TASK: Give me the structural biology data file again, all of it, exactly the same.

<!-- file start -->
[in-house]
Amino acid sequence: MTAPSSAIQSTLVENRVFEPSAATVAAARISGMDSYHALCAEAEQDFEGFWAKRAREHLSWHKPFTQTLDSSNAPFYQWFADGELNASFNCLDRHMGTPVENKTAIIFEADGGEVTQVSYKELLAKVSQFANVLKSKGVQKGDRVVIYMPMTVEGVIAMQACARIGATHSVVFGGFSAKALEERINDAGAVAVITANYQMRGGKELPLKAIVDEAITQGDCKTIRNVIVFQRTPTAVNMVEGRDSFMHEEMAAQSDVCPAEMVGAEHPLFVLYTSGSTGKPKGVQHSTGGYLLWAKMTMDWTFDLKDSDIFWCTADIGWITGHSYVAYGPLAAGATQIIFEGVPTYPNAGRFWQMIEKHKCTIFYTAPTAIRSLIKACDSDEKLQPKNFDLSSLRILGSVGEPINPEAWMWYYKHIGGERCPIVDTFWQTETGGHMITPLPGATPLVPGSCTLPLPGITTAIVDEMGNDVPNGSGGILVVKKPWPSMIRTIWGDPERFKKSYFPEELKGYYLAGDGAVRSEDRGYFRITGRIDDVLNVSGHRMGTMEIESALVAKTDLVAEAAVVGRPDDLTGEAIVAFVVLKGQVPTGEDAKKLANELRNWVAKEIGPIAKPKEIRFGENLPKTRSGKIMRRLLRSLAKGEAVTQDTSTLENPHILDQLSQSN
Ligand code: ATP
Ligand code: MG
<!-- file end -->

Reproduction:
[in-house]
Amino acid sequence: MTAPSSAIQSTLVENRVFEPSAATVAAARISGMDSYHALCAEAEQDFEGFWAKRAREHLSWHKPFTQTLDSSNAPFYQWFADGELNASFNCLDRHMGTPVENKTAIIFEADGGEVTQVSYKELLAKVSQFANVLKSKGVQKGDRVVIYMPMTVEGVIAMQACARIGATHSVVFGGFSAKALEERINDAGAVAVITANYQMRGGKELPLKAIVDEAITQGDCKTIRNVIVFQRTPTAVNMVEGRDSFMHEEMAAQSDVCPAEMVGAEHPLFVLYTSGSTGKPKGVQHSTGGYLLWAKMTMDWTFDLKDSDIFWCTADIGWITGHSYVAYGPLAAGATQIIFEGVPTYPNAGRFWQMIEKHKCTIFYTAPTAIRSLIKACDSDEKLQPKNFDLSSLRILGSVGEPINPEAWMWYYKHIGGERCPIVDTFWQTETGGHMITPLPGATPLVPGSCTLPLPGITTAIVDEMGNDVPNGSGGILVVKKPWPSMIRTIWGDPERFKKSYFPEELKGYYLAGDGAVRSEDRGYFRITGRIDDVLNVSGHRMGTMEIESALVAKTDLVAEAAVVGRPDDLTGEAIVAFVVLKGQVPTGEDAKKLANELRNWVAKEIGPIAKPKEIRFGENLPKTRSGKIMRRLLRSLAKGEAVTQDTSTLENPHILDQLSQSN
Ligand code: ATP
Ligand code: MG